"Colonialism is the elephant in the room", Razak acknowledges, describing the tensions and contradictions in designing "First World architecture in a Third World landscape". And yet inescapable overtones of modern-day colonialism threaten to undermine the awards themselves. French multinational construction company Saint-Gobain is the founder and sole sponsor of the awards and has been very honest about the ambition to grow their business on the continent through the awards programme. To their credit, however, they ensured that the awards were entirely free to enter and the programme has been subject to rigorous scrutiny and robust discussion, by both steering panel and jury, aired publicly at a free colloquium following the awards ceremony at the University of Cape Town.
Also openly debated was the omission of judges’ visits to shortlisted built projects – the shortlisting was based on the entrants’ five-minute films along with drawings and a 500-word overview, while the winners were deduced merely from an additional ‘technical review’. While Abengowe stresses that ‘visiting is imperative’, the innovative film entry format was widely lauded, despite the fear that some projects may have been lost behind an under-developed filmic language.
The triumph of the Africa Architecture Awards lies in the incorporation of the Emerging Voices, Critical Voices and Speculative categories, in which the abundance of thought-provoking student work and brave speculative projects bear testimony to a lively culture of critical discourse and architectural discussion on the continent. Student projects were both provocative and creative, perhaps showing up the built projects in their ambition and imagination. Aissata Balde’s arrestingly profound student project, which won the Speculative category, reimagines the journey of migrants and their relationship to different territories, borders and edges, states and nations, through a series of beautiful drawings. "If you’re going to speculate", Razak reflects, "speculate big".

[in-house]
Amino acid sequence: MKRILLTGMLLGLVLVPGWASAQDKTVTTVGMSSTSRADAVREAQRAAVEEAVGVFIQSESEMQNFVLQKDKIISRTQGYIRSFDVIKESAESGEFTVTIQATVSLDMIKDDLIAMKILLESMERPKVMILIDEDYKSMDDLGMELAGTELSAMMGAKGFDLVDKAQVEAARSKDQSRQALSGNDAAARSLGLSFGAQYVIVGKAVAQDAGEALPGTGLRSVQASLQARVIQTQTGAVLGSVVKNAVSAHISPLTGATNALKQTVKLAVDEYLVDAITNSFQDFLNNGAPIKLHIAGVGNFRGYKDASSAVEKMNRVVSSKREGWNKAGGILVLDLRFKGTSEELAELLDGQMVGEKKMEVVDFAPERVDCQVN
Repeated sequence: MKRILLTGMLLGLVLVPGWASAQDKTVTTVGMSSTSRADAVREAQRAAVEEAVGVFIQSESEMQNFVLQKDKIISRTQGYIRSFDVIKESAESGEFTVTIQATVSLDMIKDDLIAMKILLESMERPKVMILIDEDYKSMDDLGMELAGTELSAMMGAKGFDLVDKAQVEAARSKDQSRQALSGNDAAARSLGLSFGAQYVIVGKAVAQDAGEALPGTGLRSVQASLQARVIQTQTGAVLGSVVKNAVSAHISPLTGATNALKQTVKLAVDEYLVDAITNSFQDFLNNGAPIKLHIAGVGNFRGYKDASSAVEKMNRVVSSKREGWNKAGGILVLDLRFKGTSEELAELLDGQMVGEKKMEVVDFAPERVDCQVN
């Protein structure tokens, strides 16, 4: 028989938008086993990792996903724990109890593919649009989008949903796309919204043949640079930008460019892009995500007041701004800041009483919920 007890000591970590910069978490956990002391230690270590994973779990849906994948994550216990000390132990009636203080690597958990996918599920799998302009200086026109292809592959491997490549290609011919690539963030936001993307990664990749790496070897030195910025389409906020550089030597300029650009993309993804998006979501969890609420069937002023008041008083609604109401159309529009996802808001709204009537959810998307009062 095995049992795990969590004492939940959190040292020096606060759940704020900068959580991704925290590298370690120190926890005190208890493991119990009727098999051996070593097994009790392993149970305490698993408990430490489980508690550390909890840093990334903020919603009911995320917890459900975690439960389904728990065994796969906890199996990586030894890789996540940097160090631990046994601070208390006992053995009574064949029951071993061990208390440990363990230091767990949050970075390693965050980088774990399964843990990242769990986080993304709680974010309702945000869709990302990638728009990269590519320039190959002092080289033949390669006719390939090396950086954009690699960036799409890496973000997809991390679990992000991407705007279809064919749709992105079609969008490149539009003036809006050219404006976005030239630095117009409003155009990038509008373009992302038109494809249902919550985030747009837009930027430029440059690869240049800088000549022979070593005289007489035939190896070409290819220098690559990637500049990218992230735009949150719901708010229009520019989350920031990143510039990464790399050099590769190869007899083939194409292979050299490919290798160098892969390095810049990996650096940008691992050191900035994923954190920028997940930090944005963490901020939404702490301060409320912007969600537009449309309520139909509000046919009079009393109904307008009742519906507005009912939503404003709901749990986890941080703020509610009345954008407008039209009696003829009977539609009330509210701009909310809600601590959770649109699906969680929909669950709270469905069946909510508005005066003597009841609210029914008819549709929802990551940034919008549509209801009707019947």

The inclusion of these awards categories, uncommon in many other awards programmes across the world, are indicative of an architectural culture with eyes firmly looking to the future. Abengowe recognises that the profession’s imagination lies in "could-bes and projections", while steering panel member and head of the Graduate School at the University of Johannesburg, Lesley Lokko, likens the awards to Anna Akhmatova’s encounter with Isaiah Berlin in Leningrad in 1945, whom she described as her "guest from the future".
What is undeniable is the invaluable platform the Africa Architecture Awards has offered to the architectural discourse on the continent, making visible the architectural opportunities in Africa as much as the clichéd challenges. "There is strength in disadvantage," evangelises Razak. "You can build a building before you’re 30, and we have been living sustainably and collaboratively for centuries." As Lesley Lokko points out, the discourse of race, gender and power in architecture has had a long gestation period since its first emergence in the 1990s. Closing her characteristically sparkling speech at the awards ceremony, the inside of the faceted jewel-like windows of the Zeitz MOCAA glittering in the background, she makes a final call to arms: "Speak up, speak out, speak back".
This article was written by Eleanor Beaumont for The Architectural Review. From Art Deco apartments to hospitals to wooden skyscrapers, the AR’s May 2017 Africa issue is online now at architectural-review.com and available to purchase here.